Nutrition: A healthy diet appropriate to the age of the child is essential for normal growth. Include enough calories for energy, with proper amounts of carbohydrate, fat, protein, vitamins and minerals. A child who eats a well-balanced diet does not need vitamin, mineral or other supplements. Indeed, some may suffer harmful effects if these are used unwisely. If in doubt, ask your doctor or a registered dietitian for advice.

General health: During acute (short-term) illness, a child may lose or fail to gain weight. This is temporary and will not cause permanent growth problems. However, chronic (long-lasting) illness may interfere with a child’s growth. If not corrected, there may be permanent loss of some growth potential.

Hormones: Hormones are chemical messengers produced by endocrine glands in the body and released into the bloodstream. They affect the function of cells throughout the body. The thyroid hormone, thyroxin, helps control the metabolism of various body tissues. Too little thyroxin (hypothyroidism) results in poor growth and excess weight gain. Too much (hyperthyroidism) can mean unexplained weight loss, even in children who are eating well.

The liver and other tissues change the growth hormone produced by the pituitary gland into a hormone called insulin-like growth factor 1 (IGF-1). This hormone affects bone growth throughout the body. Too little growth hormone or IGF-1 is an uncommon but important cause of failure to grow during childhood.

Adrenal glands sit on top of each kidney. Cortisol released from these glands has metabolic effects throughout the body. Too much may result in poor growth and excess weight gain. This is often seen in children who receive high-dose corticosteroids for a variety of medical conditions. These include severe – asthma, leukemia, arthritis, and inflammatory bowel disease.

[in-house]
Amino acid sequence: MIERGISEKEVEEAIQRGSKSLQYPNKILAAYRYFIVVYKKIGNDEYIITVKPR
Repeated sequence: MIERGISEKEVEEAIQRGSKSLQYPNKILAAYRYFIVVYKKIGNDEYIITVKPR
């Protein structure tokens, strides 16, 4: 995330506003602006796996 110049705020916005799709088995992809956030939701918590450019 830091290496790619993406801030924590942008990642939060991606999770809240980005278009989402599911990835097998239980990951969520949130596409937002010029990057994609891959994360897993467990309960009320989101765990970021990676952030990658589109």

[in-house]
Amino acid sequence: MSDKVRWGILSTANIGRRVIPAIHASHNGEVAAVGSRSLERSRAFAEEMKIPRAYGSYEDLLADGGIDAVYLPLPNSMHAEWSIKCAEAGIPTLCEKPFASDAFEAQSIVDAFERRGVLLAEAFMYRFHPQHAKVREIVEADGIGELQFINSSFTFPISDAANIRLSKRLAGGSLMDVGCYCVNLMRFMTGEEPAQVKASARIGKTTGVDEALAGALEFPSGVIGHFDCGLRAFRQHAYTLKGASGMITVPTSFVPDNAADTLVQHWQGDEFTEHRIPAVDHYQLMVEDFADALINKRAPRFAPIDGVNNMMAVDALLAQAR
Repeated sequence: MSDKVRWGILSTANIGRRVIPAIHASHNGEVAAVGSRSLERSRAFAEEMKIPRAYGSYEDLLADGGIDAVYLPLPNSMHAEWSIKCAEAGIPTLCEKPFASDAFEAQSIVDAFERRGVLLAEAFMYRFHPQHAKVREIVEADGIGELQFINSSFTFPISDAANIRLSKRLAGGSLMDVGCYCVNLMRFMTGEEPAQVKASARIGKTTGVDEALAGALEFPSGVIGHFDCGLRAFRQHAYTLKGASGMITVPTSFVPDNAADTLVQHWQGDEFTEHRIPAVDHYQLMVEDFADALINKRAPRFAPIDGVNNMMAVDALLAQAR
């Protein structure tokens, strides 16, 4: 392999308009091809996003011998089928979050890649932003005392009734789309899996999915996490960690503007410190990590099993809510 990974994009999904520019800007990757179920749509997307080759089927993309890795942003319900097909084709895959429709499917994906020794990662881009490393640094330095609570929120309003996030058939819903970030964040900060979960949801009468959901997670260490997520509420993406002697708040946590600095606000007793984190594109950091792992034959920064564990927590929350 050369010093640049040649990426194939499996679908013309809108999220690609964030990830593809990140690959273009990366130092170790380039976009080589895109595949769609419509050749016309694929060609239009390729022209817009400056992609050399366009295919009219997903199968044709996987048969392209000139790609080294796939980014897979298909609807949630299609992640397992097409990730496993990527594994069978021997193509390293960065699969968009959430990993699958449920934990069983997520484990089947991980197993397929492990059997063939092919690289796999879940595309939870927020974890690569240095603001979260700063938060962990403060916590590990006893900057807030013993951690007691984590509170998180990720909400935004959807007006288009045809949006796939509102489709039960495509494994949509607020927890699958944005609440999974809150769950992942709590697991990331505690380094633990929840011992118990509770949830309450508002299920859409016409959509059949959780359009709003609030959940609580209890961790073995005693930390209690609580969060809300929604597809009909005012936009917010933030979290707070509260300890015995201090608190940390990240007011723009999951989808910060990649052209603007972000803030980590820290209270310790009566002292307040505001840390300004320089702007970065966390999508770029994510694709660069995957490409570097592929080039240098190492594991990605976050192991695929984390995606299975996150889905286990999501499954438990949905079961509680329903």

At puberty, sex hormones have a strong affect on growth and maturation. In girls, estrogen is released by the ovaries. In boys, testosterone is released by the testicles. Both hormones stimulate growth and are partly responsible for the adolescent growth spurt.

If puberty is delayed, a child may grow more slowly than others of the same age. On the other hand, early puberty in a very young child can cause more rapid growth than expected. Even if they are very tall as children, boys and girls who experience puberty too early may be short as adults since the growth plates at the end of the long bones close too quickly. Once growth plates close, it is not possible to grow taller.

Evaluating growth

Help make certain that your child is growing normally by scheduling regular visits with your family doctor or pediatrician (children’s doctor) on a regular basis. Healthy children should be seen every three months during the first year of life, every six months during the second year, then once a year afterward. The doctor should plot the child’s height and weight on a growth chart like the ones shown in Figure 2.

A child on the fiftieth percentile is of average size, meaning 50 per cent of children of the same age and sex are smaller and 50 per cent are taller. Normal, healthy children will usually be between the third and ninety-seventh percentiles. After three years of age, a child’s height and weight should follow the same percentile curve.

If a child’s height or weight is below the third or above the ninety-seventh percentile, or if height or weight is not following the percentile curves, see a doctor. Although most of these children are healthy, the doctor may find a problem that needs further testing or treatment.

What if there is a growth problem?

When growth problems are discovered, the doctor will take a careful medical history of the child and the family. Details on diet, current and previous illnesses, medications, injuries and stays in hospital are important. The heights, weights and growth patterns of parents, and brothers and sisters are also relevant. Sometimes, even details about aunts, uncles and grandparents are considered.